Beneath all of the sadness, there are some funny things that happen when people you love die, but sometimes it’s hard to see the humor right away. My family was always the type to find laughter in everything, so it’s fitting that the time around my Mom’s death was also filled with a few funny events. I know that’s probably one of those things that “they” say you shouldn’t say, but who put “them” in charge of this stuff anyway?
The love of my life proposed to me on February 6, 2007. Of course, we called my parents right away, and squealed in a little tele-celebration. They were in Tennessee at the time, visiting my brother, Aaron, and his wife. The next day, I flew out to Nashville to meet them. Mom was weak when I got there, but was so happy about my engagement. My brother was already married to an amazing woman, and I was about to marry a truly wonderful man. Mom had always worried about my brother and me, had always felt that she needed to protect us and console us when the world threw ugly things our way. When she got sick, I could sense an urgency in her words, as she tried desperately to make sure we still felt protected, still felt loved. My engagement meant that my Mom got what every mom wants, which is the knowledge that both of her kids will be safe and happy.
And then, she let go.
Six days after I got engaged, Mom died. One of the best days of my life was quickly followed by the absolute worst. We thought she still had time, but I guess you never can know those things.
Suffice to say, the first few weeks of my engagement were not as delightful as they are supposed to be. It was difficult for me to even share the good news with people, since I knew I also had very, very bad news to share. People inevitably saw the ring and said that my parents must be just thrilled, and how do you even begin to respond to that? Honestly, I think I hid my left hand a lot so that I wouldn’t even have to begin those conversations with co-workers, neighbors, and people in the grocery store. It was an odd and unbalanced time for me.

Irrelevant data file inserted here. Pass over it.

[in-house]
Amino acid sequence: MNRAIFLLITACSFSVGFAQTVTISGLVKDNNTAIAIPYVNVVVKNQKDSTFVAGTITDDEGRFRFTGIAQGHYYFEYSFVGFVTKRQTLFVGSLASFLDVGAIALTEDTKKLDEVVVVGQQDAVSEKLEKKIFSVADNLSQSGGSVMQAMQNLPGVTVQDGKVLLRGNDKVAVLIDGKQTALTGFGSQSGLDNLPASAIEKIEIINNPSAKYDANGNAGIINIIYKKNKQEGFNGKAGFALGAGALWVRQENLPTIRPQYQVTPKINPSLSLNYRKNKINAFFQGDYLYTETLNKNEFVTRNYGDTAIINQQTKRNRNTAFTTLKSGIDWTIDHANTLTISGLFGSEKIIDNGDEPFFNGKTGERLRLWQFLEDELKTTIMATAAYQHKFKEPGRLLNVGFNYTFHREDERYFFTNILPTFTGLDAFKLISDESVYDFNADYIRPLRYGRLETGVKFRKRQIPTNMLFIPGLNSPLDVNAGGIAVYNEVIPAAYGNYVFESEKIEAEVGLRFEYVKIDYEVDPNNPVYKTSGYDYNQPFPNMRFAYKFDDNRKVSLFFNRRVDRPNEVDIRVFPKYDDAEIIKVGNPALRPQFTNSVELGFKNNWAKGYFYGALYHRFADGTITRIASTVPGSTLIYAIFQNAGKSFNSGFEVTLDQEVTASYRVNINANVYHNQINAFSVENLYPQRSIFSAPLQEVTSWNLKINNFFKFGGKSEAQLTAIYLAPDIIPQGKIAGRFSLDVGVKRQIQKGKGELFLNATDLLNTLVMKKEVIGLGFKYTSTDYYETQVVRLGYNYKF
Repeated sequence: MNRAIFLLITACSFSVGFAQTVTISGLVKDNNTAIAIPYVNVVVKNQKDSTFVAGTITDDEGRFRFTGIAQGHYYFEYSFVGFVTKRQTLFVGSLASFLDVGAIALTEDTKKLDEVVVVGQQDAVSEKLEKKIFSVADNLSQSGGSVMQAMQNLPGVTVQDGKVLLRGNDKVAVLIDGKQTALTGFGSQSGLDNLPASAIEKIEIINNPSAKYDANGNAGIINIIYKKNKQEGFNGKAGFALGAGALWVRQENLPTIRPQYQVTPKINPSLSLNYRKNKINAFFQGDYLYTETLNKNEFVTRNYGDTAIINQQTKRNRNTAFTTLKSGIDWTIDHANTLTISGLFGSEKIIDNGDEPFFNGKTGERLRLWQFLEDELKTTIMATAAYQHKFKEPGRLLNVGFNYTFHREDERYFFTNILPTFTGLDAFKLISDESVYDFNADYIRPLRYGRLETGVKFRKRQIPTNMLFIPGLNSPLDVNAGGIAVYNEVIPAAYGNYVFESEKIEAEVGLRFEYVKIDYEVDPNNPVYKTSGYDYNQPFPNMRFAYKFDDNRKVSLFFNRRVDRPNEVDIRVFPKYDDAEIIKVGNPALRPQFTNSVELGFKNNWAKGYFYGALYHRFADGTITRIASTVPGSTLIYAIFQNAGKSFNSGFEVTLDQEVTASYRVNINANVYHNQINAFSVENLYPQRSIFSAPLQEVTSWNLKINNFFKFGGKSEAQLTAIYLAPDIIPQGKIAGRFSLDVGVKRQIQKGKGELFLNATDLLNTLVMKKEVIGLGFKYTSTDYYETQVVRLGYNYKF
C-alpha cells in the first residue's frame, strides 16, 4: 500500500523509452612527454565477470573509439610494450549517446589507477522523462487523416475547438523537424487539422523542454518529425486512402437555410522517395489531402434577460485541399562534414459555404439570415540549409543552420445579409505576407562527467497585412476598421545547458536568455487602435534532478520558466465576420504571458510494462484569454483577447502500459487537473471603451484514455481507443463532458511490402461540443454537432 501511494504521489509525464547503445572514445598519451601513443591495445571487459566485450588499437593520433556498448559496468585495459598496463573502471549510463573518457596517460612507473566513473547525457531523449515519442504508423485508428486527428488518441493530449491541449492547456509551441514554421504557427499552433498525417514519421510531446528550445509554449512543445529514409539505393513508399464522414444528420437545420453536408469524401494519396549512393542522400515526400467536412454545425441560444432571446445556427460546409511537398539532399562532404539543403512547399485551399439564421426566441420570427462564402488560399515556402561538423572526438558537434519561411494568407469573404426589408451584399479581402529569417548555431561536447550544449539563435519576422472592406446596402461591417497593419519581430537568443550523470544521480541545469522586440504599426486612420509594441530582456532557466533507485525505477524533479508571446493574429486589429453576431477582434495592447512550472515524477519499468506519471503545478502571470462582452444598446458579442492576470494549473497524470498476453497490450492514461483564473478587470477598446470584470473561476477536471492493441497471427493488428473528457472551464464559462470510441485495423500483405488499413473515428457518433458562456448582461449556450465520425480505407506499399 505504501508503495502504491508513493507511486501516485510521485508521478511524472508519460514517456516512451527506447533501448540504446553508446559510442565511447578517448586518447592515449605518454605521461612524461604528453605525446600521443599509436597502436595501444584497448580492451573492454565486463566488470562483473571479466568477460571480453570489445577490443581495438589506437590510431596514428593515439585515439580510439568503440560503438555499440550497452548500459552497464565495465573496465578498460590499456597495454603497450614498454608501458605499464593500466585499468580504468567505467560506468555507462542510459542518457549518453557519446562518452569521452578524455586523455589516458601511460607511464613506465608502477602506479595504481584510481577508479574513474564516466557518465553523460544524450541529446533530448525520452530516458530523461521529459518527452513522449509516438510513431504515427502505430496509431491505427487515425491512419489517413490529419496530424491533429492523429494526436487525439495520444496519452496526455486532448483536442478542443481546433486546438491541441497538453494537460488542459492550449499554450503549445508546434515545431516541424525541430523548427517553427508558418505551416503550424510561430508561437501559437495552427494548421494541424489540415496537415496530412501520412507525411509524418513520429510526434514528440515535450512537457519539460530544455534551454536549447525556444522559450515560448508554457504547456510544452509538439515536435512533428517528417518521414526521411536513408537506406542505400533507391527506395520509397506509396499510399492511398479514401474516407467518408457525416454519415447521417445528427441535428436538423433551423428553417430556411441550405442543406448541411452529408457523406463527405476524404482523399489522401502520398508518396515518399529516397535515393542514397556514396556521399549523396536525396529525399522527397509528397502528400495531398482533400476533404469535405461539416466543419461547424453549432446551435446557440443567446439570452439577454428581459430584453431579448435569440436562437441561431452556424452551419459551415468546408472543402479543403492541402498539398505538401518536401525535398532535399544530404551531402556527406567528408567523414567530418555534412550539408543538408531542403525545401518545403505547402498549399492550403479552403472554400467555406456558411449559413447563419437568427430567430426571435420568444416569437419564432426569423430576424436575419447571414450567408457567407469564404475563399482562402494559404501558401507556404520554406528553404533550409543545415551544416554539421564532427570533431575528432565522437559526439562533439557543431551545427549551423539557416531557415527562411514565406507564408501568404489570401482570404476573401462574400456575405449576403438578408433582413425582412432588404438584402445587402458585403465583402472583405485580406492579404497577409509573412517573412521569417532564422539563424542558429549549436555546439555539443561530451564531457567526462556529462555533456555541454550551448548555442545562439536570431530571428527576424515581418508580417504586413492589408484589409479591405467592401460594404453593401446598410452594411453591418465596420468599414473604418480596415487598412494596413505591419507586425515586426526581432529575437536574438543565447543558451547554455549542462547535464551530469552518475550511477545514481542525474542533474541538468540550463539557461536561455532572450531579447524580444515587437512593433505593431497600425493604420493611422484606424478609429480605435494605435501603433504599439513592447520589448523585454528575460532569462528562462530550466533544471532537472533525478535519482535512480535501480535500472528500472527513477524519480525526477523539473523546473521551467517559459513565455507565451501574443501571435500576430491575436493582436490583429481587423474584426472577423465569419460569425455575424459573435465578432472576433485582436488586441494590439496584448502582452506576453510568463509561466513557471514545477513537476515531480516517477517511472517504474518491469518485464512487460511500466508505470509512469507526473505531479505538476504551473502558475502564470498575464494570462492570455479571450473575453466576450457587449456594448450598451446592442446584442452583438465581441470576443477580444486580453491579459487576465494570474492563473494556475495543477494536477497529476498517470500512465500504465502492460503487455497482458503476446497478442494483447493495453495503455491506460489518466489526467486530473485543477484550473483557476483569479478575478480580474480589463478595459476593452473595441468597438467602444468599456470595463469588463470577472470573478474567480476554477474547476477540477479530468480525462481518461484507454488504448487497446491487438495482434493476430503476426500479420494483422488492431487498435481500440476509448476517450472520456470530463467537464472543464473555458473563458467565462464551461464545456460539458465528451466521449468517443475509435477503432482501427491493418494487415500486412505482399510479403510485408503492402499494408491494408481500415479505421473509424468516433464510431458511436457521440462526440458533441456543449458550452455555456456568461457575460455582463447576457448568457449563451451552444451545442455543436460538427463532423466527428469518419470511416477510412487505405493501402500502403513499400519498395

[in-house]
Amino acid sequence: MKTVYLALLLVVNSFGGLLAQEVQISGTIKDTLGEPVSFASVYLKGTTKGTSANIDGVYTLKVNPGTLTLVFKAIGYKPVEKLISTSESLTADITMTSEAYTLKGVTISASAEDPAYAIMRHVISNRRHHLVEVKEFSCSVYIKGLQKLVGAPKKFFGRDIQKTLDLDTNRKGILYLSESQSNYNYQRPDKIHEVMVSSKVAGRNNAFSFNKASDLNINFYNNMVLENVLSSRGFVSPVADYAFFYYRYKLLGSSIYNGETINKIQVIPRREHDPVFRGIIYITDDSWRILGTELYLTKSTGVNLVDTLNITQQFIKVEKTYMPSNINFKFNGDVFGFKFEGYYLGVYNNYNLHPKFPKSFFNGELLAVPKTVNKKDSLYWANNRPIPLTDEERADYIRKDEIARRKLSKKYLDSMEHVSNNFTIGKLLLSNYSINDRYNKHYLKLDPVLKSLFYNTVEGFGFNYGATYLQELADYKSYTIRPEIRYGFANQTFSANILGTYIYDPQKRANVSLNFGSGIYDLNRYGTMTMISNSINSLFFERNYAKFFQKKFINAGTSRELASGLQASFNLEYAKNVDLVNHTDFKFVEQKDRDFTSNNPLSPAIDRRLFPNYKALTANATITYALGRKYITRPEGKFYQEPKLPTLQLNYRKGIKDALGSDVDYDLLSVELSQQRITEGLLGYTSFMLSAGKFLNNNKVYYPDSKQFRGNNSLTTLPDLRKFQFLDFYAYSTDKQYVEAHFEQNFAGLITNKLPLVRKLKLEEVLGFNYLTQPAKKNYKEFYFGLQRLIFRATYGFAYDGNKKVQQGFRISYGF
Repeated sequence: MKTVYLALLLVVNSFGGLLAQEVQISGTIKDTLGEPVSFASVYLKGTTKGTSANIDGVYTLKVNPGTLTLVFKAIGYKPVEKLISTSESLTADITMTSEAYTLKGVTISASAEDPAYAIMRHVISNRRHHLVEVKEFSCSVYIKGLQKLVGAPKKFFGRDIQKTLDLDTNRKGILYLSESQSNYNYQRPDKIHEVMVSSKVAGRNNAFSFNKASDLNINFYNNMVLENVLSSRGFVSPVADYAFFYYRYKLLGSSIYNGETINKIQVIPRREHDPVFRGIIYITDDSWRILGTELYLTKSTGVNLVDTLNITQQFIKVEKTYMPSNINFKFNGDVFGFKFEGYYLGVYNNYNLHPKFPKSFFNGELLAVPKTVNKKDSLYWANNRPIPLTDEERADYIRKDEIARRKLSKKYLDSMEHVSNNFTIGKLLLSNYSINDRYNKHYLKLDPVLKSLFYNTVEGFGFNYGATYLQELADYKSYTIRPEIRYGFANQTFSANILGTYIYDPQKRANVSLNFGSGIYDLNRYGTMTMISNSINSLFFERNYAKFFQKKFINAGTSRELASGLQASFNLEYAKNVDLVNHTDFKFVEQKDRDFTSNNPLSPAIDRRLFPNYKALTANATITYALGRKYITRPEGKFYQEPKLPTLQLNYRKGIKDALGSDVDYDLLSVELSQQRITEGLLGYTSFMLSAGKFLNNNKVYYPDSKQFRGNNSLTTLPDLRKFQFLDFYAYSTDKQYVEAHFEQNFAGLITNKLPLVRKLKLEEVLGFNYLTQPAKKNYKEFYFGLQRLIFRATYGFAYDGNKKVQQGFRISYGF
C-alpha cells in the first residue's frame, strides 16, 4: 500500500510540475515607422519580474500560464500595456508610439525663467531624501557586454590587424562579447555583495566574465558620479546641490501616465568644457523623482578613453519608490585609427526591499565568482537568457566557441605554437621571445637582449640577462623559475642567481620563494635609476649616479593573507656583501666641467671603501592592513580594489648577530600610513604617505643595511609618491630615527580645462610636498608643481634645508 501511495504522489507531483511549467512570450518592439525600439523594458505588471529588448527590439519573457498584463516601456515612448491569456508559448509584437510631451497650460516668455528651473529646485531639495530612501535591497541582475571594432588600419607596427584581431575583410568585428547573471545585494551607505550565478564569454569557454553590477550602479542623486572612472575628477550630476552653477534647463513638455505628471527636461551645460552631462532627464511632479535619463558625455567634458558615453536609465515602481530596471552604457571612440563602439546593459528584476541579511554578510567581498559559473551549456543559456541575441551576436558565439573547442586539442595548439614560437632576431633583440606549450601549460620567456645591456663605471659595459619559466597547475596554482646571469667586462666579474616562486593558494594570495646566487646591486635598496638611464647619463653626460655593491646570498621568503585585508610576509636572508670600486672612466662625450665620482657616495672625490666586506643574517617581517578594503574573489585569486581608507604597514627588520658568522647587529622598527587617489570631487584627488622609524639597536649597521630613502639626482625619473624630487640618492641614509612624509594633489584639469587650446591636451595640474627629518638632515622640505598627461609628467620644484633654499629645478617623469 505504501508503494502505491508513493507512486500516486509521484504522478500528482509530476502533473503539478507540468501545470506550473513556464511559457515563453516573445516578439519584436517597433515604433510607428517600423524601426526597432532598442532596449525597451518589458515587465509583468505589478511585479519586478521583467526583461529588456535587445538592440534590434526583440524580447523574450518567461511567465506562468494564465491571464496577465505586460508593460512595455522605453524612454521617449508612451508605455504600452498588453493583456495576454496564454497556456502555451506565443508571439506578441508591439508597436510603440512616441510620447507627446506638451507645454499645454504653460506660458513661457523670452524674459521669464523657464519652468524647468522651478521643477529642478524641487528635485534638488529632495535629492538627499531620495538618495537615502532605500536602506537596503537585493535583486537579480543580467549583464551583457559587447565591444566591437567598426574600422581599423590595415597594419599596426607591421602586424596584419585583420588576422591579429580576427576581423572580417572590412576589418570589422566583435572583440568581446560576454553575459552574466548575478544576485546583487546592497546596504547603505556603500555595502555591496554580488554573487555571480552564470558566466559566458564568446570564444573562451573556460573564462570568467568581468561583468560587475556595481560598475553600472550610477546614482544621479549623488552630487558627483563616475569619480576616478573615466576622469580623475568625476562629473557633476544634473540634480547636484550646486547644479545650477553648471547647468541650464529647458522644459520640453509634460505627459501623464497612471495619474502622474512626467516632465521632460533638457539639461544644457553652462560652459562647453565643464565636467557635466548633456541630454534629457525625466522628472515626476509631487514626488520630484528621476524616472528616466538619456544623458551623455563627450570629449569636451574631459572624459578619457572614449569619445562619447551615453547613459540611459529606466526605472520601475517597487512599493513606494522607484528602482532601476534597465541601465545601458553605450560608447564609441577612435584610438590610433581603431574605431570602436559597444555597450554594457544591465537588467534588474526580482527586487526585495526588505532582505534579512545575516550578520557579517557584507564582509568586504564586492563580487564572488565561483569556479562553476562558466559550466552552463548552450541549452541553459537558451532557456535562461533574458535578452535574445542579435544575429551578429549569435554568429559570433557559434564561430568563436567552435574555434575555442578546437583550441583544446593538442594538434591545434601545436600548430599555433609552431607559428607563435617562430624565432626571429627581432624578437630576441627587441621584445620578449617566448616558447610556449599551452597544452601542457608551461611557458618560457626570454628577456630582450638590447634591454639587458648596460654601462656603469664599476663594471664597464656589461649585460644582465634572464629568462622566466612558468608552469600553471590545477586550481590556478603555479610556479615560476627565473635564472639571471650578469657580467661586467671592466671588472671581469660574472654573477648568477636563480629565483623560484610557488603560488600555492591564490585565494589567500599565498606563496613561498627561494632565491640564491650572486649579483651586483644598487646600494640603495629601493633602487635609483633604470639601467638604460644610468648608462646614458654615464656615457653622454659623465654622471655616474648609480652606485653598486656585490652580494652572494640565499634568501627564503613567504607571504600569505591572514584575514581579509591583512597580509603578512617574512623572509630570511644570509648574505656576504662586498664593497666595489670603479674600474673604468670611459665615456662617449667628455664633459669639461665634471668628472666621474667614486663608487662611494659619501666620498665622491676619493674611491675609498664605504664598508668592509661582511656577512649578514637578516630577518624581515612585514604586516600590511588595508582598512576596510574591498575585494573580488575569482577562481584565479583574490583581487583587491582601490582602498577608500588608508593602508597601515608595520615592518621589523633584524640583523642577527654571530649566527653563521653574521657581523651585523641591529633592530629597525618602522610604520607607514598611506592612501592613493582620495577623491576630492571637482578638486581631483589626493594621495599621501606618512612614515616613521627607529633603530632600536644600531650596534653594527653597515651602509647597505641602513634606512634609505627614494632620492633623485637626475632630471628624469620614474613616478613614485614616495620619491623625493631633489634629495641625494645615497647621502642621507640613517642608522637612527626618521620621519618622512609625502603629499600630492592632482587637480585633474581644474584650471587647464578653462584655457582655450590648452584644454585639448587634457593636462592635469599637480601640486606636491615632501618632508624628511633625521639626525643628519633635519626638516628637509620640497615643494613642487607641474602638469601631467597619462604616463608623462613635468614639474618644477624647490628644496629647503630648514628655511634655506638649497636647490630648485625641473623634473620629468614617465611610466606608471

My Dad told me that before Mom died, the two of them talked about what would happen when I got married. They both agreed that Dad would do all the things that Mom would have done leading up to the wedding, in addition to all the normal “Dad” things. So Dad would be helping me to pick out the prettiest flowers, the most beautiful and artsy reception hall, and the most fabulously tasty food for our guests. It fills and breaks my heart to think that as my mother was dying, she was most concerned about who would help me pick out a cake topper for my wedding cake.
Dad came to stay with me a week or so after Mom’s memorial service and we went wedding dress shopping. We were so desperate to have something happy to focus on that we didn’t really think it through. So, off we went to the many, many bridal shops of Richmond. With the exception of a few salespeople, my Dad was more often than not the only man in the store. I tried on countless fluffy dresses as my dad contentedly sat, looking absurdly out of place amongst mothers, bridesmaids, and flower girls, all oohing and aahing every time a woman walked out of the fitting room in a new gown. My dad, ever the proud father, oohed and aahed just as loud as they did, both for me, and the other brides as well. My dad is nothing if not outgoing and good-natured.
In store after store, the staff eyed my dad with skepticism. They didn’t seem to know what to do with a man in the store, so they pretended he was part of the furniture. The one woman who did acknowledge him kept calling him “ma’am” out of habit. Dad replied “yes?” in his best southern belle voice every time, and I couldn’t help but giggle even as I gave him the “cut it out” look.